After realizing a persistent haze of uncertainty still exists regarding some of the ambiguous wording in its "Red Flags" Regulations, the Federal Trade Commission (FTC) has decided to delay enforcement until August 1, 2009 and will soon release a template to help affected companies plan compliance. "Given the ongoing debate about whether Congress wrote this provision too broadly, delaying enforcement of the 'Red Flags' Rules will allow industries and associations to share guidance with their members, provide low-risk entities an opportunity to use the template in developing programs and give Congress time to consider the issue further," said FTC Chairman Jon Leibowitz. This is the second time the FTC has delayed the mandatory compliance deadline in the last seven months.
The regulations are in response to the years of increasing cases of identity theft as more and more businesses and consumers used the Internet for transactions, resulting in tens of billions of dollars in write-downs each year. In 2003, the Fair and Accurate Credit Transactions Act of 2003 (FACTA) directed that financial regulatory agencies craft rules requiring creditors and financial institutions to develop and employ programs to detect, mitigate and respond to instances of identity theft.
NACM's diligent work with the FTC in an attempt to clarify the "Red Flags" Regulations' language and its effect on trade creditors had significant impact in the FTC's decision to delay implementation. NACM has also been active in educating its members about their responsibilities under the looming regulations that require companies to develop and implement a written program to recognize and mitigate identity theft by the now defunct May 1st deadline.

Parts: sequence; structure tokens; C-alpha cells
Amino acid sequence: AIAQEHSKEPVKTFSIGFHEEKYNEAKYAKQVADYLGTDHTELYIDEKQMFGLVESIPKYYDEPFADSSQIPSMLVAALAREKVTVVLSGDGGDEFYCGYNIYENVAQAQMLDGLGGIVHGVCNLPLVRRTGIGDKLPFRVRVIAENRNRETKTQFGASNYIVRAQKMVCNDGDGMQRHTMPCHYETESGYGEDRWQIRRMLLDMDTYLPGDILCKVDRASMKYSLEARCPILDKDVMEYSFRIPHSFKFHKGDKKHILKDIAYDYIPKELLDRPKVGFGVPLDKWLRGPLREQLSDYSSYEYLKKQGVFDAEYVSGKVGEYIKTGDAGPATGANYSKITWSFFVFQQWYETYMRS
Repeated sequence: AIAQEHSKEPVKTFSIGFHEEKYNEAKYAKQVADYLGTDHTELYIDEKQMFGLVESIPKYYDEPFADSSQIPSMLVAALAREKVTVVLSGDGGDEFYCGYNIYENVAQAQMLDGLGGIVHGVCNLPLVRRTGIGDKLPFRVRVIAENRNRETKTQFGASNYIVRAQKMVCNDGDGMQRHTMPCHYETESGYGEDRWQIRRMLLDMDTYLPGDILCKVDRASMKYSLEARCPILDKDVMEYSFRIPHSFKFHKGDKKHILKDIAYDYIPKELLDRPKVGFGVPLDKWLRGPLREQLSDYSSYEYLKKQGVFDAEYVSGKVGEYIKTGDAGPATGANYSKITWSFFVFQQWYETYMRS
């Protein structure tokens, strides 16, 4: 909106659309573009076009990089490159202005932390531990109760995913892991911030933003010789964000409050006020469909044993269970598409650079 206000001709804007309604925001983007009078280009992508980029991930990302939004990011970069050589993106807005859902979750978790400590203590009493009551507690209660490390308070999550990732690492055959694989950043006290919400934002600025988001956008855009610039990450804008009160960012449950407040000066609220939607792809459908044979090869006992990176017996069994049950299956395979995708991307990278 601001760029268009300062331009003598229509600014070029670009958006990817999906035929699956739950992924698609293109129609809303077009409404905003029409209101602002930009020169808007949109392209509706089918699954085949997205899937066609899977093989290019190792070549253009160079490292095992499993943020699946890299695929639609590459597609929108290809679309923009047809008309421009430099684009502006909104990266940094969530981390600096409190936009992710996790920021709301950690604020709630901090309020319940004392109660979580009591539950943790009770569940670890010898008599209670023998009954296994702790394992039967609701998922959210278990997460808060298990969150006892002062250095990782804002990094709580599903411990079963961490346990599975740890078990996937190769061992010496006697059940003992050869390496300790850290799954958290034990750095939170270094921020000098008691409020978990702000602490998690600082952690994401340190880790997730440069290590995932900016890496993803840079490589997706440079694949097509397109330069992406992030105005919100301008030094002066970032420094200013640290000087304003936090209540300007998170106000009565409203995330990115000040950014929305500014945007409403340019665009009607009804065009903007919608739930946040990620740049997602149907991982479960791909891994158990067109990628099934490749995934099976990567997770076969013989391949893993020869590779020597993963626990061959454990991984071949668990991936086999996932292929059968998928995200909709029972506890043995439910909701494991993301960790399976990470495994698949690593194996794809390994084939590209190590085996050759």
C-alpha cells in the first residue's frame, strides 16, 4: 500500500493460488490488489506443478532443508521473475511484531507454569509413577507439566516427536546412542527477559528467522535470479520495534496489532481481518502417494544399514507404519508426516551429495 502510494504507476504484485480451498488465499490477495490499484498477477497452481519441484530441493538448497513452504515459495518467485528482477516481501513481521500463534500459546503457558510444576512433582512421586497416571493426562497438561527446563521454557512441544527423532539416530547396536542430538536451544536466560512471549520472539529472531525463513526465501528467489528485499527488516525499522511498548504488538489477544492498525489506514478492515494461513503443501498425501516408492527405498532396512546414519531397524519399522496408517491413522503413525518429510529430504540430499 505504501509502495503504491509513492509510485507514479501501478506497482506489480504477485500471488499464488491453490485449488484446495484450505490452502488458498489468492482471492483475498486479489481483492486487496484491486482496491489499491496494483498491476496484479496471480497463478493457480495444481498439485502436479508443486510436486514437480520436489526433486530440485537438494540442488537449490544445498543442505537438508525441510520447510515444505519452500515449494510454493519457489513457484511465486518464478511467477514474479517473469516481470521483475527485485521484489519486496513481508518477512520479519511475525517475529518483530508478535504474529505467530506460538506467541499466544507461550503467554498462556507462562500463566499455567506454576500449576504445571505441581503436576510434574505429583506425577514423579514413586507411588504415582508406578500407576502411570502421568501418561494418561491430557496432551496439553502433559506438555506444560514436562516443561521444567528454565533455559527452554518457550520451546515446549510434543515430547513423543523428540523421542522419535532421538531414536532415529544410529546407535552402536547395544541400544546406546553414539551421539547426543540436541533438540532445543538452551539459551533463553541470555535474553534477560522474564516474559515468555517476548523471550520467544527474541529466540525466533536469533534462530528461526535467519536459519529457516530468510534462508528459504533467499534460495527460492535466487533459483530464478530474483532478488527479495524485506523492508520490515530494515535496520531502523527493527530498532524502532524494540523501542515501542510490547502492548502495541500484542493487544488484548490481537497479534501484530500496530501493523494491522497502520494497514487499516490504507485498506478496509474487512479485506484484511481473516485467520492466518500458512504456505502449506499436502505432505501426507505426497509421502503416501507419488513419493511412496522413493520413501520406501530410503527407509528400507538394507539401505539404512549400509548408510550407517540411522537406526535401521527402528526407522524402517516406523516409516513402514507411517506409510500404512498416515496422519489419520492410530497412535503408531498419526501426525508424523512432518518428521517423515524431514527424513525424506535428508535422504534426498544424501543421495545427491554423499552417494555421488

"There's no question in anybody's mind that this electronic world we live in has become more and more dangerous on a daily basis by people being able to steal other people's identity and use them, run with them, charge up enormous amounts of monies, and get away with it," said Wanda Borges, Esq. in the NACM-sponsored teleconference "'Red Flags' Regulations Simplified" on April 29th. "In particular, since 9/11, people have become more and more aware that there is a dangerous world out there and we have to learn to protect ourselves."
She added, "We are aware that there is identity theft. We have to learn how to protect ourselves."
NACM has stressed for several months the need for its membership to adopt programs that comply with the FTC's "Red Flags" Rules because they do not apply merely to consumer transactions. If a company extends credit, it is considered a "creditor" under FACTA and is subject to the rules. In addition to the April 29th teleconference, NACM held two other teleconferences in conjunction with the FTC to clarify how the regulations affect businesses and also published in the March 2009 issue of Business Credit magazine "Red Flags" guidelines and sample language that trade creditors can use in crafting their own program.
For NACM members, revisiting the magazine article is easy. It can be found online in the NACM Resource Library. Click here to log on to the Resource Library and then type "red flags" in the search field.